Slater and Gordon’s UK operation is more important to the company than ever despite posting massive losses for 2015/16, its accounts revealed today.
Slater and Gordon Lawyers UK lost around £37m before tax last year, in addition to massive losses already posted in relation to the acquisition of Quindell and as a result of revised accounting policies.
As the company warned last week, the Slater and Gordon group lost more than A$1bn (£585m) for the full year ending 30 June 2016. The previous year it posted profits of A$62m.
Revenue was up 52% group-wide from A$600m (£346m) to A$908m (£524m). The company confirmed that the directors have not declared a dividend in respect of the 2016 year.
In its announcement to the Australian stock exchange, Slater and Gordon said the results were heavily impacted by a A$814m write-down of goodwill in Slater Gordon Solutions (SGS), underperformance in the UK and an ‘adverse movement’ of A$41.3m in work in progress.
The announcement cited ‘several reasons’ for the UK underperformance including lower case resolutions from a disproportionately higher cost base in Slater and Gordon Lawyers UK, lower than anticipated road traffic accident and noise-induced hearing resolutions in SGS and lastly the impact of a range of significant non-recurring restructuring costs.
It added that performance in the UK in the first half of 2016 was ‘significantly below expectations’, prompting a reorganisation of its legal services business, changing structures, processes and technology.
‘This has involved ceasing operations in some locations and re-sizing the workforce,’ added the statement.
‘This component of the performance-improvement programme will be substantially completed by early 2017.’
The statement confirmed the cost of restructuring the UK business could come to around £19m, including consultancy fees, property transactions and redundancy payments.
Reliance on the UK market has continued to increase at the same time as performance in this country has been sluggish, with 72% of fee and services revenue now coming from the UK.
Almost two-thirds of revenue was derived last year from personal injury work. A year ago the company was reporting that 40% of revenue was derived from the UK.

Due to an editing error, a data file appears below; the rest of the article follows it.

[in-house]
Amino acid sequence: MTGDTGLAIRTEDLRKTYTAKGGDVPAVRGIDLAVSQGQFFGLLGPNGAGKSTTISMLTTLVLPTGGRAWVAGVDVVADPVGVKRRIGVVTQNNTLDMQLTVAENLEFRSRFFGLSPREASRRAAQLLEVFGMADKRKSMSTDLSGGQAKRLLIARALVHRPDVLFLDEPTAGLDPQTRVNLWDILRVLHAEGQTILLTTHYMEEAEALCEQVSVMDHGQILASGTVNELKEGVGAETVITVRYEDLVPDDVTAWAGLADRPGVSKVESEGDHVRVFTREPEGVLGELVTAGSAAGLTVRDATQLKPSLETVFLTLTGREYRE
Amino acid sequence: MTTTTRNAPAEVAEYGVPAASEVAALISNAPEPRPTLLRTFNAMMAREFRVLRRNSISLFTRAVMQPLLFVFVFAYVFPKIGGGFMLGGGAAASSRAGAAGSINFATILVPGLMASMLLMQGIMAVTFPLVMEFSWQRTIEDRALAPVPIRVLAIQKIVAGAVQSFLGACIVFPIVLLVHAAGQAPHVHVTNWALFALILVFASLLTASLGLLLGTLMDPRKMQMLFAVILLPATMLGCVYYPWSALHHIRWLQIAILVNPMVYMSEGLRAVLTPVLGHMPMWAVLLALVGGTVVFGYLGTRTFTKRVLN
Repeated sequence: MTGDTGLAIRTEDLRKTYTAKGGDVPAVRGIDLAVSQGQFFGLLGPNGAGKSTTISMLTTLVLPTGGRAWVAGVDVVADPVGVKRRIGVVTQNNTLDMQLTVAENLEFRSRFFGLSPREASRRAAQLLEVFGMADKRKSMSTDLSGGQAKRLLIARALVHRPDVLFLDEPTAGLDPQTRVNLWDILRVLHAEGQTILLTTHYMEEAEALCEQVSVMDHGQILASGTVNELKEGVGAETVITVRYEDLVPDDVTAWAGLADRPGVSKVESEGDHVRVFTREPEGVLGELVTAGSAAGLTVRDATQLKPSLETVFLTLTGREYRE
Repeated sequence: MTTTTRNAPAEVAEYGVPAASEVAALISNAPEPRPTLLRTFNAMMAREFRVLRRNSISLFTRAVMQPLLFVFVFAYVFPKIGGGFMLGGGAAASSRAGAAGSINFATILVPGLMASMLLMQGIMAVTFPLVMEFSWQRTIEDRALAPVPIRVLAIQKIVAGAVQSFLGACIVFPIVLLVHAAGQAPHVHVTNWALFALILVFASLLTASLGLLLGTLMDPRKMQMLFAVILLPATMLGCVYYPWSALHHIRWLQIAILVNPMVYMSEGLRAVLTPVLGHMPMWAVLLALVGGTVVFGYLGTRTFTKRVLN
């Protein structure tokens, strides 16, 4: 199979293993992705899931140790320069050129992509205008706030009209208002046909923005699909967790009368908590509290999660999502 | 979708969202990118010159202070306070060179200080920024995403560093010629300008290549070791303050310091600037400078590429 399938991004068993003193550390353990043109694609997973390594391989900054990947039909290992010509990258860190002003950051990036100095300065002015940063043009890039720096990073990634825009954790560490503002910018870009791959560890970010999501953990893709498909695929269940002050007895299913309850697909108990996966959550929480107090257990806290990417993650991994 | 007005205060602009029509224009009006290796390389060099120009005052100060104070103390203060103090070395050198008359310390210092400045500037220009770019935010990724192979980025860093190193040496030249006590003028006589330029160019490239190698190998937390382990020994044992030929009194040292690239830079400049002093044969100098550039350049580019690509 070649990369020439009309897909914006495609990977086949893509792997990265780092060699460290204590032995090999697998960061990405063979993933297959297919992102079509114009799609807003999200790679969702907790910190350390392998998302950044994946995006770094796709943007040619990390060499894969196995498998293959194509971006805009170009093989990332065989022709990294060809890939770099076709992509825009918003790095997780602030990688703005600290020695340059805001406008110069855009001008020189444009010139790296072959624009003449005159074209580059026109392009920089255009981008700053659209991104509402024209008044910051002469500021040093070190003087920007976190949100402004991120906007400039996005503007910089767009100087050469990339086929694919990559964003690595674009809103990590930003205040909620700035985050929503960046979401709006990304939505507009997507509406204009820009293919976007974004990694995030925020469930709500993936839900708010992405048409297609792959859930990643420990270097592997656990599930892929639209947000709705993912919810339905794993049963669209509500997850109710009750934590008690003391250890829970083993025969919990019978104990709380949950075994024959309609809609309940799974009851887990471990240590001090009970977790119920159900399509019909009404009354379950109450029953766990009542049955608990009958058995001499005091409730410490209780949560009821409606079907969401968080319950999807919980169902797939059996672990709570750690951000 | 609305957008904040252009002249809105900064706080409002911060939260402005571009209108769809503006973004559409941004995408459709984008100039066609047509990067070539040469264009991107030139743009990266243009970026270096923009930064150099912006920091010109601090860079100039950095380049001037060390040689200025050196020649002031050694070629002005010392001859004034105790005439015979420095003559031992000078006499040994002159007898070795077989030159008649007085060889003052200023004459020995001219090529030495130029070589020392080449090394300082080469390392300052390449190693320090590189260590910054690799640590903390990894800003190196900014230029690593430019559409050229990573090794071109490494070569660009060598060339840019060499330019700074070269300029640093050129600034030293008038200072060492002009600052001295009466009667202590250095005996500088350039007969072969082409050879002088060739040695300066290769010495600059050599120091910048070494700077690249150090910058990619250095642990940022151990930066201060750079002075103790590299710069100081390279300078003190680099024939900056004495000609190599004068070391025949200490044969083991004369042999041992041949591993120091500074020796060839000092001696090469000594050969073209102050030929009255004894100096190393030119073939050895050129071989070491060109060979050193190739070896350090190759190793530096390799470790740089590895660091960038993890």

The company confirmed that it employs 3,310 staff across 25 locations in the UK across SGS and SGL UK, ahead of the planned reorganisation. The group employs 4,640 in total.
While the company plans cutbacks across the UK operations, the financial report reveals the annual fee pool for board members has risen from A$650,000 before July 2015 to A$950,000 after July 2015.
Remuneration for board chair John Skippen has risen from around A$162,000 to more than A$240,000.
The current group chief financial officer has been paid A$189,000 in the last year in so-called ‘short-term incentives’ while the chief operating officer was paid 75% of her bonus for her work on the company refinancing exercise.
Managing director Andrew Grech said the full-year results had been a ‘story of two halves’.
‘The results for the first half were extremely disappointing and well below expectations,’ he said.
‘In the second half we have taken significant steps towards turning around the performance of the UK business. Whilst the UK performance improvement programme is still in its early stages, the second-half results indicate that our efforts are beginning to bear fruit.’
The company said brand awareness has increased in 2016, with a survey finding the Slater and Gordon brand is now recognised by 28% of people in the UK.
The group’s share price fell in value by 15.2% following the announcement of the financial results.
Slater and Gordon – timeline:
January 2012 – Slater and Gordon takes over top-100 firm Russell Jones & Walker, applies to become an alternative business structure
February 2013 – Group reveals a £2.4m profit for first six months of UK operations
August 2013 – Firm buys Manchester- and London-based personal injury practice Fentons Solicitors
September 2013 – £1m advertising campaign unveiled to instate S and G as a ‘household name’
December 2013 – ‘Substantial parts’ of Manchester practice Pannone are bought by Slater in a £33m deal
July 2014 – The Australia-based firm offers one million shares to its UK staff
August 2014 – Following its aggressive expansion strategy, Slater reveals full-year profits of £33.7m and £231m revenue
Source: Britta Campion/ Newspix/REX Shutterstock
April 2015 – Quindell shareholders give the green light for the sale of its professional services division to S and G for £637m. Quindell had said it was the world’s largest listed legal services provider
June 2015 – Shares in Slater and Gordon slide after the firm says it has uncovered two errors in the reporting of historical cashflow in the UK business
July 2015 – The firm announces that a key contract associated with the Quindell deal will end later in the year. Shares in Slater dip further
December 2015 – Australian firms consider class action against S and G on behalf of investors, as Slater downgrades its profit expectations
24 February 2016 – Slater suspends trading ahead of a profit announcement
29 February 2016 – The firm announces £493m losses and reveals UK office closure plans. Share price falls 25%
3 March 2016 – Firm says the majority of its UK sites will stay open
6 April 2016 – Slater’s full restructuring plan is revealed. Talks begin on the future of offices in Bristol, Halifax, Newcastle and Liverpool Waterloo